If I’m trying to follow-up via email, should I send my email to the generic careers email (such as firstname.lastname@example.org)? Or should I try to hunt down the specific recruiter’s email to send my email to the individual directly?
In my previous organisation, we do have these what we call “resourcing email” (i.e. email@example.com) so that when we go on campus we can tell students to send their application to this email.
However, when it is not a recruitment period, we typically don’t check that email very often. Many students may have sent their applications to that email but were never seen.
Having said that, let me share an example of how I got my best intern from our resourcing email. I generally don’t check the resourcing email at all, as it is usually checked by my interns. One fine day, I got the inspiration to check that resourcing email.
As I was looking through, I actually found someone that wrote me an email. He said he met me on campus and wants to do an internship, but he only got this generic resourcing email.
I opened his email and thought: “Hey, interesting. I am just looking for an intern and there is his email in the inbox!”. So I replied to him and I asked him “Are you looking for an internship? Are you taking a gap year?” and we started chatting. The next thing I know, he got my direct email and we followed up from there. In a couple of months’ time, he became my intern.
Let’s say if a jobseeker has already applied to the general careers email, waited 3-4 days, and there was no hear back. I then proceed to hunt down the recruiter’s direct work email and I email him/her from there. Is that too much?
I’d probably see you as resourceful since you managed to find out that I am a recruiter. But I guess it depends on how that jobseeker writes the email, and that will help me decide if he’s desperate or someone that I’d want to talk to again.
So there’s a difference depending on how the person approaches it. Compare “Have you received my resume? How come you never reply to my email?” to “I believe you are very overwhelmed at work and may have missed my application, so I’m now writing into you to check on the status of my application.”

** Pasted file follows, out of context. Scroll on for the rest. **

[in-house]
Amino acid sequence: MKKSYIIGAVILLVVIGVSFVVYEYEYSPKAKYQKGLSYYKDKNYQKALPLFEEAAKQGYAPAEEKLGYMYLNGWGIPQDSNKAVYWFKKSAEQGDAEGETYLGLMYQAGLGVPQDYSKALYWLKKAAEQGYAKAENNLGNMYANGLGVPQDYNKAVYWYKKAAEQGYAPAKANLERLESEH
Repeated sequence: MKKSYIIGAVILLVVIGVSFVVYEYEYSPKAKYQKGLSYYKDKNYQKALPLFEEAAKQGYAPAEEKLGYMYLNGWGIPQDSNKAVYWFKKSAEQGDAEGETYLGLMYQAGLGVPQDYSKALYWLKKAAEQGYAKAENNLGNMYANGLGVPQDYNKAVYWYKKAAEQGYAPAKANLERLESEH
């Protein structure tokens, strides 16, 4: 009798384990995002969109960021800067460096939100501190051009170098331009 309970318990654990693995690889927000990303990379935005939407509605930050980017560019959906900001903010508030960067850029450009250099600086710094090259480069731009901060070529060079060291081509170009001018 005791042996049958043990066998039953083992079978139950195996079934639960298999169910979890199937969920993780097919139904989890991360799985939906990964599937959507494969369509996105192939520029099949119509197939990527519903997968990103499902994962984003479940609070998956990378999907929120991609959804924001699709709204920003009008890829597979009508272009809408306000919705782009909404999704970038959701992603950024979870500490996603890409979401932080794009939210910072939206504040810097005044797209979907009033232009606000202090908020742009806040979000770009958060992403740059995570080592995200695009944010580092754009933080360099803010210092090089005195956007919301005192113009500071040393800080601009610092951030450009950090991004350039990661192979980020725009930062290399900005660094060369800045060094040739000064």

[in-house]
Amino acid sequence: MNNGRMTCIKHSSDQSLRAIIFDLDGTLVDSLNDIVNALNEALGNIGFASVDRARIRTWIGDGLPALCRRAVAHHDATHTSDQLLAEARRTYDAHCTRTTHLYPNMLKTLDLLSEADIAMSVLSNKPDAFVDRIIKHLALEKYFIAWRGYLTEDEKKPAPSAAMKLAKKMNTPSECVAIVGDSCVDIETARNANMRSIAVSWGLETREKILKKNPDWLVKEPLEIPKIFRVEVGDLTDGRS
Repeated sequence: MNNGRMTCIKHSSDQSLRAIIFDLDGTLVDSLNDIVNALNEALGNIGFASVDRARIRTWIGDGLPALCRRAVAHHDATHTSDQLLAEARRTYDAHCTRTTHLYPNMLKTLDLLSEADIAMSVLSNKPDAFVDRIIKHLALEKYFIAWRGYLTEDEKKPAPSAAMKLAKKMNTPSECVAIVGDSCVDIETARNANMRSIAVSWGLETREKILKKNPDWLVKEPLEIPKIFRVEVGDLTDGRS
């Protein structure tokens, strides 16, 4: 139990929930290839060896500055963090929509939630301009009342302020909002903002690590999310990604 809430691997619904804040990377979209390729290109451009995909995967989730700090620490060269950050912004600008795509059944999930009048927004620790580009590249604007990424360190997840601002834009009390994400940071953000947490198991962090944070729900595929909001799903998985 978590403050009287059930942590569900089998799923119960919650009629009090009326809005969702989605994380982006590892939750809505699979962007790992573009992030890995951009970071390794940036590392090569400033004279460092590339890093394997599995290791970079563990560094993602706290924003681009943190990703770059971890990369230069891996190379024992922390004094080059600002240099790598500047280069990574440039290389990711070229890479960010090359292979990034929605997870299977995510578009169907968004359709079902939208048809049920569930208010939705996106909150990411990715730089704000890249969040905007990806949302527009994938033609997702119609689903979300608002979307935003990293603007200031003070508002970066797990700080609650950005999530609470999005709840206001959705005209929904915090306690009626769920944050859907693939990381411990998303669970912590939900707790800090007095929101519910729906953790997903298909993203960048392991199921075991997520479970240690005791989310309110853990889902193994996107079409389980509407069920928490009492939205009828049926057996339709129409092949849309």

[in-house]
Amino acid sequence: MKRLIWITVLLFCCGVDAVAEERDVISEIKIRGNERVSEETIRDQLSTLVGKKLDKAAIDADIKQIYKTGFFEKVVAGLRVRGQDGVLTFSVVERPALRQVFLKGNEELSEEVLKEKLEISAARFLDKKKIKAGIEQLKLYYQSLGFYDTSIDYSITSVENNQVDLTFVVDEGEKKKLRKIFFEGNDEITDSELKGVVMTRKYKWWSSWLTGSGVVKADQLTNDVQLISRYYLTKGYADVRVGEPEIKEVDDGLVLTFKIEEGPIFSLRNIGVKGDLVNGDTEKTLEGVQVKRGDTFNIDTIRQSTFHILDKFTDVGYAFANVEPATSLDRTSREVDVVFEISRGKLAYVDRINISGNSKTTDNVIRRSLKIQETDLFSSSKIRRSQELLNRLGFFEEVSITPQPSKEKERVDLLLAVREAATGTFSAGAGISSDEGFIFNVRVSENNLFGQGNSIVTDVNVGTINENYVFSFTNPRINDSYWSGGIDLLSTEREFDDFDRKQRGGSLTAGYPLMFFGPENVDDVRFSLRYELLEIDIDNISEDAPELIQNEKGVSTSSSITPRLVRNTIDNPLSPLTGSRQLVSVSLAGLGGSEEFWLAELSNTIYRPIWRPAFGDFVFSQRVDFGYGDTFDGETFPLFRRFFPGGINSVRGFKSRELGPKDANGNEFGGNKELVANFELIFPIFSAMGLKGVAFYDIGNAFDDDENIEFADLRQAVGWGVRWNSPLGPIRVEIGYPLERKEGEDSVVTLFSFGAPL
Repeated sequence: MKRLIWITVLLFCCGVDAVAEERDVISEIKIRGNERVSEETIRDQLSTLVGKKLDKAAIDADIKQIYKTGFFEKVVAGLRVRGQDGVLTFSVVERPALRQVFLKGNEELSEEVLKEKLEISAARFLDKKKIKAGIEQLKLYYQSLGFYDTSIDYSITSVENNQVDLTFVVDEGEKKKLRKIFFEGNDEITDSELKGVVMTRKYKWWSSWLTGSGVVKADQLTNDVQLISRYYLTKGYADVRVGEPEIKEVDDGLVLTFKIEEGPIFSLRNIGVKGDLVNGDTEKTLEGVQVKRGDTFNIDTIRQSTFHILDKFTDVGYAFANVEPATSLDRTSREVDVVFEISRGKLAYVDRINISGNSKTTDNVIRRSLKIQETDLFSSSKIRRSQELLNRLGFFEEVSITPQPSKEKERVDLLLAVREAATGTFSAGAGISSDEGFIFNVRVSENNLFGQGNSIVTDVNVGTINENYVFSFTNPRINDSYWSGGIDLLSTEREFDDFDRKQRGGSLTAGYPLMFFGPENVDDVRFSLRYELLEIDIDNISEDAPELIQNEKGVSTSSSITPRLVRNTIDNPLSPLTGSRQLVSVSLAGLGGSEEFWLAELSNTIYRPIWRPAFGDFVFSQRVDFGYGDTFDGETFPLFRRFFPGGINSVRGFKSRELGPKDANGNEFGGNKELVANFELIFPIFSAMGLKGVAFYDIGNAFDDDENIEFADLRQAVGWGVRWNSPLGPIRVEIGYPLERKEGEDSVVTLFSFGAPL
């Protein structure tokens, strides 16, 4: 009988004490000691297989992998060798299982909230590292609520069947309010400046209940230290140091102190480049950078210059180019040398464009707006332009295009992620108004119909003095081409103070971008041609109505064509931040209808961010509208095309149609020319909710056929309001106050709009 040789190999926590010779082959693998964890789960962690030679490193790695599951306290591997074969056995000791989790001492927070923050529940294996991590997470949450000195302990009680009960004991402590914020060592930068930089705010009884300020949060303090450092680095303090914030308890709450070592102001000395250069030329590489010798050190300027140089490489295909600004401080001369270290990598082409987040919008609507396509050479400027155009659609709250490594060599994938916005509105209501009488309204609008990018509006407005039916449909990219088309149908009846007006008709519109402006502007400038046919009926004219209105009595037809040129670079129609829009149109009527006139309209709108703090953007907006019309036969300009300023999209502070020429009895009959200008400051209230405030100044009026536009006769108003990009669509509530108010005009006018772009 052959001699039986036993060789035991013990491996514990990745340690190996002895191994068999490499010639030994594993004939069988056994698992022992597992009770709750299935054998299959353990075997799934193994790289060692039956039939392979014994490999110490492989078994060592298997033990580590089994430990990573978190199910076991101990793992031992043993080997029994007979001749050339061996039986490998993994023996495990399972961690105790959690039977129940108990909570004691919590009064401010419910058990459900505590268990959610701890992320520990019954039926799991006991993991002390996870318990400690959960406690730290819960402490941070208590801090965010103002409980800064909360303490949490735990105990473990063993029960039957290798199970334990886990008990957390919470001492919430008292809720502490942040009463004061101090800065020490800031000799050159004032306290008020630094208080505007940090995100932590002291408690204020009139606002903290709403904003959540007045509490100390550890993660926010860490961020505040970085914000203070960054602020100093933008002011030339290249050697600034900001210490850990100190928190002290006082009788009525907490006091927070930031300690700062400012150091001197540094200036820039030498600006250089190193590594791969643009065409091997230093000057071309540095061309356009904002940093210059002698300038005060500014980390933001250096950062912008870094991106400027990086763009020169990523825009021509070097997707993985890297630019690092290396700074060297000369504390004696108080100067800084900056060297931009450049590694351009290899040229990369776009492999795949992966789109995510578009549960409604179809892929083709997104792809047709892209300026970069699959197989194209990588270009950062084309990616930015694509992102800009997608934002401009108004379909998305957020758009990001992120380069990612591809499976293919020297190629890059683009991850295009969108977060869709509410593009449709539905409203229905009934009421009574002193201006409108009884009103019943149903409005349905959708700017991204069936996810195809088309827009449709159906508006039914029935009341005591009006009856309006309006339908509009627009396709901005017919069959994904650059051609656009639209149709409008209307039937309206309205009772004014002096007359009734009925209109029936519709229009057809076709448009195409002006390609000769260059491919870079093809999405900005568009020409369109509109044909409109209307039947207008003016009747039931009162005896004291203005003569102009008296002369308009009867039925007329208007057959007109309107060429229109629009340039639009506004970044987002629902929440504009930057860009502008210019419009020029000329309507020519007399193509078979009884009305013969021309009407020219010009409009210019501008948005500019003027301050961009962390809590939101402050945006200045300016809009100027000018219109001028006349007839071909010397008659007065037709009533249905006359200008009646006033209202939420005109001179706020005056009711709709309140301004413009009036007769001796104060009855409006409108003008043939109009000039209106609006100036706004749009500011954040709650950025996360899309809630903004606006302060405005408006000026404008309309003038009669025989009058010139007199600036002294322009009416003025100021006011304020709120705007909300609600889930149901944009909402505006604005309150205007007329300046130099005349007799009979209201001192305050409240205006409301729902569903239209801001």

The former gives me a feeling as I owe them a living, while the latter portrays the candidate as someone who actually went the extra mile to find out my email address. That’s the difference between me thinking that this person is aggressive, versus someone who is polite and just wants to find out if his resume is lost somewhere in the deep blue sea.
Related article: Are you a job-hopper? Here’s how you should explain it
I have my interview scheduled for after circuit breaker end. How do I keep the relationship warm during this extended period of time until I actually meet the interviewer?
First of all, do not ping the recruiter every other day, because that just adds unnecessary stress to their existing workload. Other than recruitment, I have other projects on hand as well. Simply write in to say hi two weeks from the time you applied.
Aggressive follow-ups are never welcomed. Especially if you have already sent them an email, do not reach out to them on other platforms (for example SMS or WhatsApp). Stick to the email and trust that they will get back to you.
It’s a difficult period for everyone who’s either trying to get a job or keep their jobs. We’ve curated the best-of-the-best career resources out there on our Covid-19 Career Resources page. Includes companies still hiring, recession job hunting tips, work from home advice, mental wellness support, and more resources you don’t want to miss.